A typical use case of the return receipt is to let the sender release the extraInfo (here we're assuming it's pooled, of course).

Also, it's worth noting that

  • the return receipt is normally useful for delayed telegrams. Indeed, for instant messages you can just release the extraInfo to the pool after the invocation of the dispatchMessage method in the sender's code.
  • if the sender is also one of the receivers, it will receive the telegram twice in the same frame: the first time just like all the other receivers with the field returnReceiptStatus set to RETURN_RECEIPT_NEEDED, the second time after all the other receivers with the field returnReceiptStatus set to RETURN_RECEIPT_SENT. The latter is the actual return receipt, so it's when you should release the extraInfo object to the pool (or do whatever you need to do).

Updating the Dispatcher

The queued telegrams are examined each update step by the method MessageDispatcher.update() which checks the front of the message queue to see if any telegrams have expired time stamps. If so, they are dispatched to their recipient and removed from the queue. The following call

    messageDispatcher.update();

must be placed in the game's main update loop to facilitate the correct and timely dispatch of any delayed messages. Notice that the message dispatcher internally calls GdxAI.getTimepiece() to get the current AI time and properly dispatch delayed messages. This means that

  • if you forget to update the timepiece the delayed messages won't be dispatched.
  • the timepiece should be updated before the message dispatcher.

Receiving a Message

When a telegram is received by an agent (actually a Telegraph), its method handleMessage(telegram) is invoked. This method returns a boolean value indicating whether the message has been handled successfully.

IMPORTANT NOTE:

  • Pooling: Keep in mind that telegrams are pooled so to limit garbage collection. Also any telegram is automatically released to the pool as soon as it has been dispatched and the handleMessage method of the recipient agent has returned. This means that you should never keep a reference to the telegram.

Telegram Providers

In event driven games, new agents might want to gather informations of specific types as soon as they are created (or as soon as they start listening to that type of event) as well as during their whole lifecycle. When registering, a Telegraph cannot access some informations without hard references to the sources of those informations:

  • informations carried by Telegram dispatched before its registration
  • informations held by other agents

A TelegramProvider allows the MessageDispatcher to provide newly registered Telegraph with immediate Telegram. Providers can register and unregister their ability to provide informations for specific message types. The following methods allow you to manage provider's abilities:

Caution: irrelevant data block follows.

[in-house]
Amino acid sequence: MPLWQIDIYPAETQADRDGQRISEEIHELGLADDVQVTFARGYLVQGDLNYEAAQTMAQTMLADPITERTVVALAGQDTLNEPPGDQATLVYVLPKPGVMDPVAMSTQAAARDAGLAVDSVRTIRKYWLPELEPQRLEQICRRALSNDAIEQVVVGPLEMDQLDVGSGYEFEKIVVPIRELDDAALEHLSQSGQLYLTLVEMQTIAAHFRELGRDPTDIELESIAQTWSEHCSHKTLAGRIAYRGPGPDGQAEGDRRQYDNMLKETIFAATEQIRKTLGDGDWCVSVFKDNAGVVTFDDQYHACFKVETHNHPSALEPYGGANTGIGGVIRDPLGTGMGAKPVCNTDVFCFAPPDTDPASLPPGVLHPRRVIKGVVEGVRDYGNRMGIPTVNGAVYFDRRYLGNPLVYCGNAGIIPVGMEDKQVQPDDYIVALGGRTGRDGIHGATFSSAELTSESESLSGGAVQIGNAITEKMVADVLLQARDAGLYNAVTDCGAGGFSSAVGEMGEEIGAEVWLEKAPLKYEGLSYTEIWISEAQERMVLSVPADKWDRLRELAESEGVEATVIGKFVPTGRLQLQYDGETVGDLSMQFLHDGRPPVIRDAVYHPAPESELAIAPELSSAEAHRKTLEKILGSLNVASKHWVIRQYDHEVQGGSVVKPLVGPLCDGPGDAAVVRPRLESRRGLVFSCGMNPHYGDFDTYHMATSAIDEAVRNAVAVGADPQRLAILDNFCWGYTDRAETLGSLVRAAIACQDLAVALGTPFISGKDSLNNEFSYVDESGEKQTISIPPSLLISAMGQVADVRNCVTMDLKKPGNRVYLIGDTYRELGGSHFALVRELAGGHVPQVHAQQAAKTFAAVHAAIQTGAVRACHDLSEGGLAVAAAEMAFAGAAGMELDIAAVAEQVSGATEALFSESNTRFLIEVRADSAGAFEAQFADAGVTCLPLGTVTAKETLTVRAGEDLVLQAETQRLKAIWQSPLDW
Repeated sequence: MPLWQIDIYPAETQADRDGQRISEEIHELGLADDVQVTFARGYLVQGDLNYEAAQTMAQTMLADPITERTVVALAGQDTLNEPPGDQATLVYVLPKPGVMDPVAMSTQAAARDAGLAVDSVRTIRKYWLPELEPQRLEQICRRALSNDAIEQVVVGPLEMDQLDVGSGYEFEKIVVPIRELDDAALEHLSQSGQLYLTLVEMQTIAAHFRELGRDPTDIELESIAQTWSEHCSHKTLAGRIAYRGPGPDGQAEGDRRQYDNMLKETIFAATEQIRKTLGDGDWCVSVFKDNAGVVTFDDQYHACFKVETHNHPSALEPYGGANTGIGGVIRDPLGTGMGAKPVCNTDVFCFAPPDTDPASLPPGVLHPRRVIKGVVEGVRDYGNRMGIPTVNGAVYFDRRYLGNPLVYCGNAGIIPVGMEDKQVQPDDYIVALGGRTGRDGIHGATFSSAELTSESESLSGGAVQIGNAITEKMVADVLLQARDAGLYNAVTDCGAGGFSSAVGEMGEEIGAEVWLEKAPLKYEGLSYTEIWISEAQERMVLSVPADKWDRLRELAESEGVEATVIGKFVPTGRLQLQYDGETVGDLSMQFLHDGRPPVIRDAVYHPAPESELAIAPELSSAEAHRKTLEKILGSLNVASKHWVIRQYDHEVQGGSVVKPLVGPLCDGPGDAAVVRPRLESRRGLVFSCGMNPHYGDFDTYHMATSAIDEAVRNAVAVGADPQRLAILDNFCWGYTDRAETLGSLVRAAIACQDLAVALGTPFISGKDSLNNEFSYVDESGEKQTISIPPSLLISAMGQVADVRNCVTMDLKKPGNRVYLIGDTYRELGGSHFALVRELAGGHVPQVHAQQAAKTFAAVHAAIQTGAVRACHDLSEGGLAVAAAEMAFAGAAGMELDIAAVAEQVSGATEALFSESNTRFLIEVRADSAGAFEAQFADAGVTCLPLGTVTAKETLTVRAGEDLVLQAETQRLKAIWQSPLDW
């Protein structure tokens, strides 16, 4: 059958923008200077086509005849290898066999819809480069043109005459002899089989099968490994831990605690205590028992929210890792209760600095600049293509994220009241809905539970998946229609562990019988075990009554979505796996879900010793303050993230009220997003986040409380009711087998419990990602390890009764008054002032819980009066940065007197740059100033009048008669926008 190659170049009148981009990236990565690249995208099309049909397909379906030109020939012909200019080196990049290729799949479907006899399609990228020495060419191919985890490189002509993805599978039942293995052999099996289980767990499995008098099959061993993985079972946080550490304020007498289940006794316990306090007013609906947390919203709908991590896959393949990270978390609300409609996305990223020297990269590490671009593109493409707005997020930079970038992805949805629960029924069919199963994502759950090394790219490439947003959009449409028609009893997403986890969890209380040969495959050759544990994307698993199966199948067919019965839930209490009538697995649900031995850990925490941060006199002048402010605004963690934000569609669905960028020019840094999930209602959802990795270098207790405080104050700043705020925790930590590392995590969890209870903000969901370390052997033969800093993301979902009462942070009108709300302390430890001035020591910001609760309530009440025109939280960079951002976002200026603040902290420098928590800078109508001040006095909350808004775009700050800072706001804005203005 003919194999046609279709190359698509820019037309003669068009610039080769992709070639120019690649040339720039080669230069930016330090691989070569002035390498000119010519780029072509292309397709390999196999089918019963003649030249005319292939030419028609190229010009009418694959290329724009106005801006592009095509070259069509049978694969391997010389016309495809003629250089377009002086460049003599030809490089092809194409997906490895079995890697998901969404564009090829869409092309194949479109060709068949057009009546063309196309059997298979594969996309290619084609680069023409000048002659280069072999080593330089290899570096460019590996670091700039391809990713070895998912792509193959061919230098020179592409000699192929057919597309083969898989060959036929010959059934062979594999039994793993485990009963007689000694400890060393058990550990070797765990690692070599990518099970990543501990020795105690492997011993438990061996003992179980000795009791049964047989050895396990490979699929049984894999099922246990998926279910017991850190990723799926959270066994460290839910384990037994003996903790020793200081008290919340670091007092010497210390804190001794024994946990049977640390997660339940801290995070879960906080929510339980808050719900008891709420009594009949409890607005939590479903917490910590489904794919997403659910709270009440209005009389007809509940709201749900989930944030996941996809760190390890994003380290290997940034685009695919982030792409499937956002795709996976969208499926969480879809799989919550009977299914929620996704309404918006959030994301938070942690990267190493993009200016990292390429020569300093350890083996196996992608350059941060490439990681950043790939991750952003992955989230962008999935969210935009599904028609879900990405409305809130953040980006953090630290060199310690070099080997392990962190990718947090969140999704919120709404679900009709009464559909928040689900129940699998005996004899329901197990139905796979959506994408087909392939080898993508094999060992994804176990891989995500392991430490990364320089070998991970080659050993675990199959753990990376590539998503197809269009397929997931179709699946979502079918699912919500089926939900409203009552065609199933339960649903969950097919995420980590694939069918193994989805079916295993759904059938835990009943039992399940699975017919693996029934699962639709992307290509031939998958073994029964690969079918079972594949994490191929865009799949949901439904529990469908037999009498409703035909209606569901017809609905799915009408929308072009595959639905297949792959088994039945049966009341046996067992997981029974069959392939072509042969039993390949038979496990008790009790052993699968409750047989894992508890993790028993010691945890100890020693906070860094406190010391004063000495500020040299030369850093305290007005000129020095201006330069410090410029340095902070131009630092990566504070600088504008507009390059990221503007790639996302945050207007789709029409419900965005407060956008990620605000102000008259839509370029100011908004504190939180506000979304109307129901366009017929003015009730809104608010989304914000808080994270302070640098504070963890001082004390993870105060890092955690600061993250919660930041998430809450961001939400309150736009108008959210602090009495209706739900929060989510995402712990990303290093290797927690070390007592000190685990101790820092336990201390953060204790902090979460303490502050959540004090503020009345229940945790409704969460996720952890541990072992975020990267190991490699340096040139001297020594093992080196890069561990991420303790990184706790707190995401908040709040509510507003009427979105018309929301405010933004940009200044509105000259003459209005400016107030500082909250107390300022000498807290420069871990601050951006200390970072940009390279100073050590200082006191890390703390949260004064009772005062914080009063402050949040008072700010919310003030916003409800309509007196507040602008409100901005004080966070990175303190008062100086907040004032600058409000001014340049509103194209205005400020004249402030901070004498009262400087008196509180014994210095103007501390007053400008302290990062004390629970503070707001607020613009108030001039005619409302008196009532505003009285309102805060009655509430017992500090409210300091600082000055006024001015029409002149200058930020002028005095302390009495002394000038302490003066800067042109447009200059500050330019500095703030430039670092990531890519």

// Lets the provider respond when a new Telegraph starts listening to msgCode
messageDispatcher.addProvider(provider, msgCode);

// Lets the provider respond when a new Telegraph starts listening to msgCode1, msgCode2, ...
messageDispatcher.addProviders(provider, msgCode1, msgCode2, ...);

// Removes all the providers
messageDispatcher.clearProviders();

// Removes all the providers responding to new Telegraph listening to msgCode
messageDispatcher.clearProviders(msgCode);

// Removes all the providers responding to new Telegraph listening to msgCode1, msgCode2, ...
messageDispatcher.clearProviders(msgCode1, msgCode2, ...);

When a new Telegraph starts listening to a specific type of message, the TelegramProvider can decide to provide or not extra information that will be immediately delivered to the Telegraph by the MessageDispatcher.

    Object provideMessageInfo (int msg, Telegraph receiver);

... when returning null, there's no Telegram dispatch to the Telegraph by the TelegramProvider.

Saving and Restoring Pending Messages

Some games need to save a snapshot of the level at a given time T so it can be loaded later. In this situation you have to serialize and deserialize the status of the queue at time T, i.e. its pending messages.

You can save pending messages with the following code

    messageDispatcher.scanQueue(new PendingMessageCallback() {
        @Override
        public void report (float delay, Telegraph sender, Telegraph receiver, int message, Object extraInfo) {
            // Here you can serialize the pending message.
            // Notice that pending messages are reported in any particular order.
        }
    });

To restore pending messages on deserialization you can simply add them to the queue through the dispatchMessage method as usual.